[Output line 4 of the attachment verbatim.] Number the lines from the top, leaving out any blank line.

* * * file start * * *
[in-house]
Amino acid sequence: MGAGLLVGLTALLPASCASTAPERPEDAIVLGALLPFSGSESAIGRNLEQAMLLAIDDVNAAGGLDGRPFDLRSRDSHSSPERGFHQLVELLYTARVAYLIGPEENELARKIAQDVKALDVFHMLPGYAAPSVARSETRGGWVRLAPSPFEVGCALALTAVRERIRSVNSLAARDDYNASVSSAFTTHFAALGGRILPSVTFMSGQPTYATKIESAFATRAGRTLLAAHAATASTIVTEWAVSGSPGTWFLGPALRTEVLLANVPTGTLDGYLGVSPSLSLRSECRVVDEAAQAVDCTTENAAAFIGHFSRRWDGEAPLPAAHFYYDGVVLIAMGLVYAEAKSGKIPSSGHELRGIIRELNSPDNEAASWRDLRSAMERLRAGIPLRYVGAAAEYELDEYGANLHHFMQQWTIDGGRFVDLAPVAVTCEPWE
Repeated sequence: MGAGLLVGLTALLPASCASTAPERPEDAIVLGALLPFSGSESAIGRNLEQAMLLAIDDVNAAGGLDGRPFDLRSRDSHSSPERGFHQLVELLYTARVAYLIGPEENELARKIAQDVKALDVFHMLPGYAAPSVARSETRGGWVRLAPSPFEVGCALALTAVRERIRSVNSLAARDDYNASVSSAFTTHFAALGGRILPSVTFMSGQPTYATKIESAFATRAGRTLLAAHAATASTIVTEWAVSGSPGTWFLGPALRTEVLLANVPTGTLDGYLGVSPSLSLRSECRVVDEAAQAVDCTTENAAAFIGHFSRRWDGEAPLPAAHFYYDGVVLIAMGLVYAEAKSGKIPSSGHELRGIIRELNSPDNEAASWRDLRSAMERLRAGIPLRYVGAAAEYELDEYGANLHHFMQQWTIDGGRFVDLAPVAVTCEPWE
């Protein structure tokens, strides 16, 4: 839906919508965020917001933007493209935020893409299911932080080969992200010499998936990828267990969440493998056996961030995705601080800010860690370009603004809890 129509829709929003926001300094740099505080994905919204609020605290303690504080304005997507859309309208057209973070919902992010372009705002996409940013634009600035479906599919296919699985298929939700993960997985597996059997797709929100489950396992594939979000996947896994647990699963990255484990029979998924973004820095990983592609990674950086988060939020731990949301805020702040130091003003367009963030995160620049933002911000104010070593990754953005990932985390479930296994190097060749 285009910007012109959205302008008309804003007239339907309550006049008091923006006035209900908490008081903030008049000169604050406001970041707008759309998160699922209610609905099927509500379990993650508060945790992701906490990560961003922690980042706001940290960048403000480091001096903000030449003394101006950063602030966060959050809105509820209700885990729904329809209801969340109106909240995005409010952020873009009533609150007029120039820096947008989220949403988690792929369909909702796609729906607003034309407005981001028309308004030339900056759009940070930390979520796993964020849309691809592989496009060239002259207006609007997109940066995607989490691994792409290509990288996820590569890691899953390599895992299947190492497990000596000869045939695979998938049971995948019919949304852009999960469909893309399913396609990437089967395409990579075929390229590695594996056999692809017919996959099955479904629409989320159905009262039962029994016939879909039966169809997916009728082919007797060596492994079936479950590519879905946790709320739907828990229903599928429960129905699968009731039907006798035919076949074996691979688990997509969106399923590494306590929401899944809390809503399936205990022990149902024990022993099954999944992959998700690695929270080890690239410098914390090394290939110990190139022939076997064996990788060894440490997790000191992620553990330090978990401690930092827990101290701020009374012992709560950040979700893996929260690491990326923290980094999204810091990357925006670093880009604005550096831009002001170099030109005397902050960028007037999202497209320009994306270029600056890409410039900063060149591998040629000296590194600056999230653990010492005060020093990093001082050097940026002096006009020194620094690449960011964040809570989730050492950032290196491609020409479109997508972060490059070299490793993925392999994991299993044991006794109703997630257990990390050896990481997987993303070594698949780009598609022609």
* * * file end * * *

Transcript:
């Protein structure tokens, strides 16, 4: 839906919508965020917001933007493209935020893409299911932080080969992200010499998936990828267990969440493998056996961030995705601080800010860690370009603004809890 129509829709929003926001300094740099505080994905919204609020605290303690504080304005997507859309309208057209973070919902992010372009705002996409940013634009600035479906599919296919699985298929939700993960997985597996059997797709929100489950396992594939979000996947896994647990699963990255484990029979998924973004820095990983592609990674950086988060939020731990949301805020702040130091003003367009963030995160620049933002911000104010070593990754953005990932985390479930296994190097060749 285009910007012109959205302008008309804003007239339907309550006049008091923006006035209900908490008081903030008049000169604050406001970041707008759309998160699922209610609905099927509500379990993650508060945790992701906490990560961003922690980042706001940290960048403000480091001096903000030449003394101006950063602030966060959050809105509820209700885990729904329809209801969340109106909240995005409010952020873009009533609150007029120039820096947008989220949403988690792929369909909702796609729906607003034309407005981001028309308004030339900056759009940070930390979520796993964020849309691809592989496009060239002259207006609007997109940066995607989490691994792409290509990288996820590569890691899953390599895992299947190492497990000596000869045939695979998938049971995948019919949304852009999960469909893309399913396609990437089967395409990579075929390229590695594996056999692809017919996959099955479904629409989320159905009262039962029994016939879909039966169809997916009728082919007797060596492994079936479950590519879905946790709320739907828990229903599928429960129905699968009731039907006798035919076949074996691979688990997509969106399923590494306590929401899944809390809503399936205990022990149902024990022993099954999944992959998700690695929270080890690239410098914390090394290939110990190139022939076997064996990788060894440490997790000191992620553990330090978990401690930092827990101290701020009374012992709560950040979700893996929260690491990326923290980094999204810091990357925006670093880009604005550096831009002001170099030109005397902050960028007037999202497209320009994306270029600056890409410039900063060149591998040629000296590194600056999230653990010492005060020093990093001082050097940026002096006009020194620094690449960011964040809570989730050492950032290196491609020409479109997508972060490059070299490793993925392999994991299993044991006794109703997630257990990390050896990481997987993303070594698949780009598609022609």